Residents of Pakistani villages pounded by artillery and warplanes in fighting


MIRAN SHAH, Pakistan — Residents of Pakistani villages pounded by artillery and warplanes in fighting that has killed up to 250 people secured an army pledge to hold fire while they buried their dead Wednesday, a resident said.

The clashes between troops and militants in the North Waziristan region near the Afghan border are the deadliest since Pakistan threw its support behind the U.S.-led war on terror in 2001.

While residents reported a burst of shelling before dawn Wednesday, there was no repeat of the fierce clashes that began Saturday and have sent thousands fleeing for safety.

Ten residents went to the army base in Miran Shah, the region’s main town, to ask for some relief, said Hafiz Muhammad Wali, a school teacher who led the group.

Military officials “assured us that just for today there would be no action so that the funerals of the locals could be held and the injured treated,” Wali told The Associated Press.

He said he was told to announce the pause in hostilities in the nearby town of Mir Ali, where the fighting has been concentrated.

Army spokesman Maj. Gen. Waheed Arshad confirmed the talks, but provided few details.

“There is no cease-fire, but currently there is also nothing untoward happening either,” Arshad said.

On Tuesday, residents said Pakistani aircraft bombed Epi, a village near Mir Ali, killing dozens of militants and civilians and injuring many more, including shoppers in a packed bazaar. The army said the planes were targeting militant hideouts and that local tribesmen reported about 50 militants were killed. Arshad said on Tuesday that the airstrikes might have killed some civilians, but he had no exact numbers.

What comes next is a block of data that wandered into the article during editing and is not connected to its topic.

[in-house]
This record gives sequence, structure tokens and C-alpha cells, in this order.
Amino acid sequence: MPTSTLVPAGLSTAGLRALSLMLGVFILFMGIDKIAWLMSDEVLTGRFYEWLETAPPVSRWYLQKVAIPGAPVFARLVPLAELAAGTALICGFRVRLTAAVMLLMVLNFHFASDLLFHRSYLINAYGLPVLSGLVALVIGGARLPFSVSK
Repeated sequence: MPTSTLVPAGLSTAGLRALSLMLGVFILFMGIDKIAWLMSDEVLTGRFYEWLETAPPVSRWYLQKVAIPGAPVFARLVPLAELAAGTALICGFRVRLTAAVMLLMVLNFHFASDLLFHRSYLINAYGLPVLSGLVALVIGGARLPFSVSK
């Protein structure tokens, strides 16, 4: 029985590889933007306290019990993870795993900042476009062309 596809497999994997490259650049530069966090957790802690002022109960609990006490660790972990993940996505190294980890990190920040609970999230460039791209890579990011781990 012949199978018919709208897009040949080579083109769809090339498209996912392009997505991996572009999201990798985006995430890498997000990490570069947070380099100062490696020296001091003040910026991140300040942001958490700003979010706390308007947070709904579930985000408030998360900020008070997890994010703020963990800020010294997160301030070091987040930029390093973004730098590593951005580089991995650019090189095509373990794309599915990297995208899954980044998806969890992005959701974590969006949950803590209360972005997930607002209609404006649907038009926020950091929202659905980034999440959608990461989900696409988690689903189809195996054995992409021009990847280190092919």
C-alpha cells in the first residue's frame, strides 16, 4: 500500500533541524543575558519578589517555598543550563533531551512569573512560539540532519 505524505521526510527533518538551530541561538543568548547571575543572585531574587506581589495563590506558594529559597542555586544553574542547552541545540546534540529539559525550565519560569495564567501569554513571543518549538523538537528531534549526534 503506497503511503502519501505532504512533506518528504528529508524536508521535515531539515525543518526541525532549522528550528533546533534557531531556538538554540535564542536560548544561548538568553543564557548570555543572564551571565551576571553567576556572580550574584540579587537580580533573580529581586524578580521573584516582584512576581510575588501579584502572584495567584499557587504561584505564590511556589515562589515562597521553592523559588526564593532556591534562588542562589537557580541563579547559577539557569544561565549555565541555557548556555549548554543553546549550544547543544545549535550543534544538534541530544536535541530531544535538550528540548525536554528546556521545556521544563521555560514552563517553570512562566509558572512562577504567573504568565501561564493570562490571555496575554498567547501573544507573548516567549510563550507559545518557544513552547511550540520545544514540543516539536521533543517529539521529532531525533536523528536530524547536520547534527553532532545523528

Residents said several dozens funerals were to be held in Epi on Wednesday.

The army has reported the deaths of up to 200 militants and 47 troops, and that scores more had been hurt.

Farid Ullah, a resident of Mir Ali, said some 10,000 people from the area had abandoned their homes and, with the army blocking the roads, walked through the mountains to safer towns.

He said 60 of his relatives were among them, but that he was staying behind along with his aging mother.

The violence comes as Musharraf tries to secure another term as president, vowing to shore up Pakistan’s effort against religious extremists, who are trying to impose a harsh version of Islamic law in the northwest.

A bomb destroyed ten shops selling music discs – frowned on by fundamentalists – in the town of Kohat before dawn on Wednesday, police said. No one was hurt. A similar attack in the city of Peshawar on Tuesday wounded a dozen people.

Pakistan struck a controversial cease-fire deal with militants in North Waziristan last year. U.S. officials criticized the pact, claiming it provided a safe haven for al-Qaida and a rear base for Taliban guerrillas fighting NATO troops in Afghanistan.